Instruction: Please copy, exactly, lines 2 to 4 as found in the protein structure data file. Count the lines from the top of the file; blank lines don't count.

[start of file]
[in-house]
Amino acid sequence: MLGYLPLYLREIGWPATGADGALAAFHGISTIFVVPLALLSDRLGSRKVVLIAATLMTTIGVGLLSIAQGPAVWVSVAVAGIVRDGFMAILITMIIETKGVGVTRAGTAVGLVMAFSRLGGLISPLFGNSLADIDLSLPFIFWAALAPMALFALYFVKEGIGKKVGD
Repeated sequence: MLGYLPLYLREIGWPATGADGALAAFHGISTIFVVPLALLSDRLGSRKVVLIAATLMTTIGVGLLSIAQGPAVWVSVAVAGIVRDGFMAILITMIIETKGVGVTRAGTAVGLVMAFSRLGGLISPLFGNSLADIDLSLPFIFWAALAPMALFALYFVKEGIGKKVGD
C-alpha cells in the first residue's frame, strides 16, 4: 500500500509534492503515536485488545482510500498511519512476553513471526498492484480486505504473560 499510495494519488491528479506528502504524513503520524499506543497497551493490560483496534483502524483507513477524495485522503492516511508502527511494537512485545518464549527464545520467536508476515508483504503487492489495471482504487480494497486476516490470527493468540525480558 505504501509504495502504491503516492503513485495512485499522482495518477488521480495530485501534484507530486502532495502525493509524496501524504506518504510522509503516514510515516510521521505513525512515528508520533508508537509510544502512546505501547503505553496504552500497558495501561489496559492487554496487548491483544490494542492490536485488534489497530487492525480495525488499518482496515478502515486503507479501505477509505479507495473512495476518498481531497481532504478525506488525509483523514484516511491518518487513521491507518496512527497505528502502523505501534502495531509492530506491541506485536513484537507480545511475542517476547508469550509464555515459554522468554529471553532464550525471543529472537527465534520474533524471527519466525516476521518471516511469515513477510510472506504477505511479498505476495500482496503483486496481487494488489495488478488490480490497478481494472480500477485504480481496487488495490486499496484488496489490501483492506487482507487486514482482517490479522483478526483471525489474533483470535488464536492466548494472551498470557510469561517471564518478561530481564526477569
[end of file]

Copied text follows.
Amino acid sequence: MLGYLPLYLREIGWPATGADGALAAFHGISTIFVVPLALLSDRLGSRKVVLIAATLMTTIGVGLLSIAQGPAVWVSVAVAGIVRDGFMAILITMIIETKGVGVTRAGTAVGLVMAFSRLGGLISPLFGNSLADIDLSLPFIFWAALAPMALFALYFVKEGIGKKVGD
Repeated sequence: MLGYLPLYLREIGWPATGADGALAAFHGISTIFVVPLALLSDRLGSRKVVLIAATLMTTIGVGLLSIAQGPAVWVSVAVAGIVRDGFMAILITMIIETKGVGVTRAGTAVGLVMAFSRLGGLISPLFGNSLADIDLSLPFIFWAALAPMALFALYFVKEGIGKKVGD
C-alpha cells in the first residue's frame, strides 16, 4: 500500500509534492503515536485488545482510500498511519512476553513471526498492484480486505504473560 499510495494519488491528479506528502504524513503520524499506543497497551493490560483496534483502524483507513477524495485522503492516511508502527511494537512485545518464549527464545520467536508476515508483504503487492489495471482504487480494497486476516490470527493468540525480558 505504501509504495502504491503516492503513485495512485499522482495518477488521480495530485501534484507530486502532495502525493509524496501524504506518504510522509503516514510515516510521521505513525512515528508520533508508537509510544502512546505501547503505553496504552500497558495501561489496559492487554496487548491483544490494542492490536485488534489497530487492525480495525488499518482496515478502515486503507479501505477509505479507495473512495476518498481531497481532504478525506488525509483523514484516511491518518487513521491507518496512527497505528502502523505501534502495531509492530506491541506485536513484537507480545511475542517476547508469550509464555515459554522468554529471553532464550525471543529472537527465534520474533524471527519466525516476521518471516511469515513477510510472506504477505511479498505476495500482496503483486496481487494488489495488478488490480490497478481494472480500477485504480481496487488495490486499496484488496489490501483492506487482507487486514482482517490479522483478526483471525489474533483470535488464536492466548494472551498470557510469561517471564518478561530481564526477569